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an uneventful morning
though somewhat overwhelming
by dirk cotton

My first thought is what a wonderful night’s sleep that was and I smile before I even open my eyes. The room is a slightly chilly 60 degrees because I left the windows open last night, but my face feels warm from the morning sunlight filtered through lace curtains.

I hear birds chirping just outside the window. Lots of birds. A freight train blows its whistle a couple of miles away, but I can also hear its engines. Another good reason to have left the windows open.

The sheets and the bumpy bedspread, the kind that leaves an impression on your face and gives away your afternoon naps, are all I need to stay warm and I feel very little inclination to shed the great white biscuit.

Biscuit. It hits me. Good things await me in the kitchen. Now I’m awake.

We stopped at Burke’s Bakery yesterday and picked up a cinnamon pull-apart for breakfast. The smell of fresh donuts at Burke’s can bring a grown man to his knees. Fast food is blamed for obesity in this country but Burke’s was making people fat and happy long before Ronald McDonald was a gleam in Ray Kroc’s eyes.

Vicki and my father-in-law, Burton, are already sitting at the kitchen table drinking coffee and reading the paper and the pull-apart just sits there in all its glory in the aluminum foil container. I grab a small plate, fill my mug with coffee and twist off a section of cinnamon-y heaven.

The coffee is special, because Burton made it. He will turn 94 tomorrow and he makes a good cup of coffee with a secret ingredient—tradition.

Burton is special, too. I only knew my Dad until I was 12 but I have been a member of Burton’s family three times that long.

After a second cup of coffee (and, OK, a couple more tugs at that pull-apart) I decide to go for a walk around Hustonville. I like to walk for about an hour, but that requires about three laps of every street in town. I put on my sneakers, my sunglasses, a light jacket and a baseball cap, you know, the one that celebrates our eighth national basketball championship, and head for town just across the bridge that spans Hanging Creek.

I still hear a passing train in the distance, its whistle at crossings, its engines, its steel wheels against steel rails. It carries freight and stirs up memories like the dust chasing a pickup truck down a gravel road.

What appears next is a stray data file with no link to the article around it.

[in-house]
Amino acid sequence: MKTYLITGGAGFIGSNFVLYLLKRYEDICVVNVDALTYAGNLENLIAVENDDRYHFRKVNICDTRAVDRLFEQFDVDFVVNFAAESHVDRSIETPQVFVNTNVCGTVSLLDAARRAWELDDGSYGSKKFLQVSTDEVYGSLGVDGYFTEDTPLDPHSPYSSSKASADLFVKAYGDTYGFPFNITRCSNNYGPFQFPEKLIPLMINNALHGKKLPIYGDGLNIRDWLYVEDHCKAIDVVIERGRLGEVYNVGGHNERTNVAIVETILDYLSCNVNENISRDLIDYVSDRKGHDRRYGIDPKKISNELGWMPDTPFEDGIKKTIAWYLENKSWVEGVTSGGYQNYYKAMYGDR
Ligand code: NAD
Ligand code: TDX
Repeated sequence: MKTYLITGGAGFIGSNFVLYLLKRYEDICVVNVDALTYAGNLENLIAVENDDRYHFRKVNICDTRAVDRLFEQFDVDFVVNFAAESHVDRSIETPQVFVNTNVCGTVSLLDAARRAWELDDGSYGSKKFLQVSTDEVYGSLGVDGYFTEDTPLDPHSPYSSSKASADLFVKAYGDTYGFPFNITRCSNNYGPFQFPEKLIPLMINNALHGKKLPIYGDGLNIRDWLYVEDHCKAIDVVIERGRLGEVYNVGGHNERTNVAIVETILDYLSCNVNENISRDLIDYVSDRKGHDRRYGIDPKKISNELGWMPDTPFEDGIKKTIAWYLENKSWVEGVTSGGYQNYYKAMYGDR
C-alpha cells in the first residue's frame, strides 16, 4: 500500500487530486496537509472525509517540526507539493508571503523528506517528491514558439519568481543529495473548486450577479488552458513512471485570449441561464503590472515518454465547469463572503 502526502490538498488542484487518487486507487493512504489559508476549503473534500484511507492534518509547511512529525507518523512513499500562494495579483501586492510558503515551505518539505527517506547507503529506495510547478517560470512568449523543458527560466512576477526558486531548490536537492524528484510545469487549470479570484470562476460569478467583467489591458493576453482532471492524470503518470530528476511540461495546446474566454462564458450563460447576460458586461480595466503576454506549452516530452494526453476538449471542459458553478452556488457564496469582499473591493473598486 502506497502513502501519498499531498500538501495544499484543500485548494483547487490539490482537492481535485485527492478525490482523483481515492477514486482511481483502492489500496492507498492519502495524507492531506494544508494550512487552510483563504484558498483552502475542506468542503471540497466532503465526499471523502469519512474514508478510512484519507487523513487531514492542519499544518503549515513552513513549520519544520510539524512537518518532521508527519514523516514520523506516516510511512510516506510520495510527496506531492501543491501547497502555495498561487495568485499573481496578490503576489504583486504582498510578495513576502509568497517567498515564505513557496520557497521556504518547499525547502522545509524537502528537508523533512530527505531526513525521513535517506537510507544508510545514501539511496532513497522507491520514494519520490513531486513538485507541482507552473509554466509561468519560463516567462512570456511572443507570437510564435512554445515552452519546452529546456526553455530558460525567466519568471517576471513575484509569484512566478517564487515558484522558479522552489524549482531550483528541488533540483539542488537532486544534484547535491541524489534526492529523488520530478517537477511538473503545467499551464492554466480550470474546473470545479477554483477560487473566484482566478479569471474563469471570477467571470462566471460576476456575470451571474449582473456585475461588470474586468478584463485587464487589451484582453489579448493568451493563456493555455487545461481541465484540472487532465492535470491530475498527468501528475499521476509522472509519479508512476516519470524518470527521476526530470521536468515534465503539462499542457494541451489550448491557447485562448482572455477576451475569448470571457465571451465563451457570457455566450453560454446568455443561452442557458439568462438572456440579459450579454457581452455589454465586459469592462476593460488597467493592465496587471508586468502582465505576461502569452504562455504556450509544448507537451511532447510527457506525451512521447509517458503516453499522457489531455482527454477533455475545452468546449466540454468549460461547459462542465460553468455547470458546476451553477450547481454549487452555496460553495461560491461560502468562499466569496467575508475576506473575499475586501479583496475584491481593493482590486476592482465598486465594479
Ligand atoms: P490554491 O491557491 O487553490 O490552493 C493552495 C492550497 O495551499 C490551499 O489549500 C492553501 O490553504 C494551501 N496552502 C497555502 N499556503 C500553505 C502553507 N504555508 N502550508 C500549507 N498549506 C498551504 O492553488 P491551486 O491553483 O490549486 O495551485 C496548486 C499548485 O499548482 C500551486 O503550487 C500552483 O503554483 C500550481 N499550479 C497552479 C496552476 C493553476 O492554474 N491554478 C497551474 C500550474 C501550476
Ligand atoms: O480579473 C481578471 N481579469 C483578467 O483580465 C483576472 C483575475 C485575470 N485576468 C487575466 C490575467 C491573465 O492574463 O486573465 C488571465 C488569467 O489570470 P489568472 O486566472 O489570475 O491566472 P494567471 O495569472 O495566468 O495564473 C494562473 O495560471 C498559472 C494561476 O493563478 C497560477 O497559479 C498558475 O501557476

I grew up in the coalfields of western Kentucky. I learned to count to a hundred by watching endless trains of coal cars cross the highway near Nebo from the back seat of my parents’ car.

I walk up the hill from the middle of town past old houses. A few of them were here when William Quantrill snuck (it’s in the Southern Dictionary) into town in Union uniforms in 1865 to steal horses. The locals retaliated later that night as the gang slept and killed a few of Quantrill’s men, but that’s a whole nother (also in the Southern Dictionary) story.

Hay has been recently cut in pastures at the top of the hill (still in the town limits). The smell of cut grass is so full of memories that I instinctively want to lift my cap by the bill and wipe the sweat of my childhood from my eyes with my sleeve in a single, efficient motion.

As I walk through town, dogs bark at me from nearly every yard because it’s something to do.

I return to my wife’s childhood home to shave and shower. At our own home, I shave in the shower with a fogless mirror, but here I must shave in the bathroom sink. I lather up and pull the razor down my cheek and notice what I have missed while shaving in a noisy shower, the tiny crackling sound of whiskers being severed and the equally rewarding silence of drawing the razor over the same spot a second time.

I shower and get dressed and ask my wife to drop me off in Danville for the afternoon. I feel an urgent need to go to the Hub Coffee Shop to document, for reasons I cannot explain, a completely uneventful morning.

Maybe it’s for my children to read someday in hopes that they will know me better than I knew my own father, which wouldn’t be hard at all.

I imagine them reading it one day and thinking, “The man really needed a hobby.”


Dirk Cotton is a retired executive of a Fortune 500 Internet company who loves to spend time with his family, fly fish, shoot sporting clays, attend college baseball games, sail, follow the Wildcats, and write. Everything else he does is just for fun. A computer programmer-cum-marketing executive-cum-financial planner who now wants to be a writer, he apparently can't decide what he wants to be when he grows up. He and his family moved to The Southern Part of Heaven in 2005 and couldn't be happier with that decision.

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